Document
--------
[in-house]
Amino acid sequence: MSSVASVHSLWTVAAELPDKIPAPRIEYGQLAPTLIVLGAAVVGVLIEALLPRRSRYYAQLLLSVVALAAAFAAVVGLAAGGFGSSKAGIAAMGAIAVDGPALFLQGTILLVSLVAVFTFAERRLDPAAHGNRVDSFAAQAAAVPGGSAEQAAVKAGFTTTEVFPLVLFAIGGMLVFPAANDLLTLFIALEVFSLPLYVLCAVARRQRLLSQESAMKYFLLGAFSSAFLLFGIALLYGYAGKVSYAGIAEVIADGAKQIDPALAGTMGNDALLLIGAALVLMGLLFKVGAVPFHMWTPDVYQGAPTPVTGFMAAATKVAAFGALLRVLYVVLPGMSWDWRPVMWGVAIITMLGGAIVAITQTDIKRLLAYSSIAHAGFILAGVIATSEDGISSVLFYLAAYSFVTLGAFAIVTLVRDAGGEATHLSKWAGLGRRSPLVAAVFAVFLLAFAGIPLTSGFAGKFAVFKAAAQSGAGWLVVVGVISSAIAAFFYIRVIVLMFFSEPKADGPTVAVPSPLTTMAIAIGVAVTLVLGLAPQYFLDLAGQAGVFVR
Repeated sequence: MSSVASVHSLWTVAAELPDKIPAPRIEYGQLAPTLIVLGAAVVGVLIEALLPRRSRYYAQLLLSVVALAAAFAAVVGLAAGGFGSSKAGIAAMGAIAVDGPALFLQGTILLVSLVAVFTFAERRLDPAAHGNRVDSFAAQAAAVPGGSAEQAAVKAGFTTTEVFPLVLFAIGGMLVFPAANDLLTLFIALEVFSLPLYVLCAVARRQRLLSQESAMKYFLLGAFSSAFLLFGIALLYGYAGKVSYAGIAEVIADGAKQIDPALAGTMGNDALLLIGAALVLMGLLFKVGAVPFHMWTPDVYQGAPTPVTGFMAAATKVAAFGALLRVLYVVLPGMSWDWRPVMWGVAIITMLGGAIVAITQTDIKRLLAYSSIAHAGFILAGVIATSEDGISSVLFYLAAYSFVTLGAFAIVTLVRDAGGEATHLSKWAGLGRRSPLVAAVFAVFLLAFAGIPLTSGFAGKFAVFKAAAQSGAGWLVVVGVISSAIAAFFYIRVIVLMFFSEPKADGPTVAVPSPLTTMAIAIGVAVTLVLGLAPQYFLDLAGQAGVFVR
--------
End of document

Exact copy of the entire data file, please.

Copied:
[in-house]
Amino acid sequence: MSSVASVHSLWTVAAELPDKIPAPRIEYGQLAPTLIVLGAAVVGVLIEALLPRRSRYYAQLLLSVVALAAAFAAVVGLAAGGFGSSKAGIAAMGAIAVDGPALFLQGTILLVSLVAVFTFAERRLDPAAHGNRVDSFAAQAAAVPGGSAEQAAVKAGFTTTEVFPLVLFAIGGMLVFPAANDLLTLFIALEVFSLPLYVLCAVARRQRLLSQESAMKYFLLGAFSSAFLLFGIALLYGYAGKVSYAGIAEVIADGAKQIDPALAGTMGNDALLLIGAALVLMGLLFKVGAVPFHMWTPDVYQGAPTPVTGFMAAATKVAAFGALLRVLYVVLPGMSWDWRPVMWGVAIITMLGGAIVAITQTDIKRLLAYSSIAHAGFILAGVIATSEDGISSVLFYLAAYSFVTLGAFAIVTLVRDAGGEATHLSKWAGLGRRSPLVAAVFAVFLLAFAGIPLTSGFAGKFAVFKAAAQSGAGWLVVVGVISSAIAAFFYIRVIVLMFFSEPKADGPTVAVPSPLTTMAIAIGVAVTLVLGLAPQYFLDLAGQAGVFVR
Repeated sequence: MSSVASVHSLWTVAAELPDKIPAPRIEYGQLAPTLIVLGAAVVGVLIEALLPRRSRYYAQLLLSVVALAAAFAAVVGLAAGGFGSSKAGIAAMGAIAVDGPALFLQGTILLVSLVAVFTFAERRLDPAAHGNRVDSFAAQAAAVPGGSAEQAAVKAGFTTTEVFPLVLFAIGGMLVFPAANDLLTLFIALEVFSLPLYVLCAVARRQRLLSQESAMKYFLLGAFSSAFLLFGIALLYGYAGKVSYAGIAEVIADGAKQIDPALAGTMGNDALLLIGAALVLMGLLFKVGAVPFHMWTPDVYQGAPTPVTGFMAAATKVAAFGALLRVLYVVLPGMSWDWRPVMWGVAIITMLGGAIVAITQTDIKRLLAYSSIAHAGFILAGVIATSEDGISSVLFYLAAYSFVTLGAFAIVTLVRDAGGEATHLSKWAGLGRRSPLVAAVFAVFLLAFAGIPLTSGFAGKFAVFKAAAQSGAGWLVVVGVISSAIAAFFYIRVIVLMFFSEPKADGPTVAVPSPLTTMAIAIGVAVTLVLGLAPQYFLDLAGQAGVFVR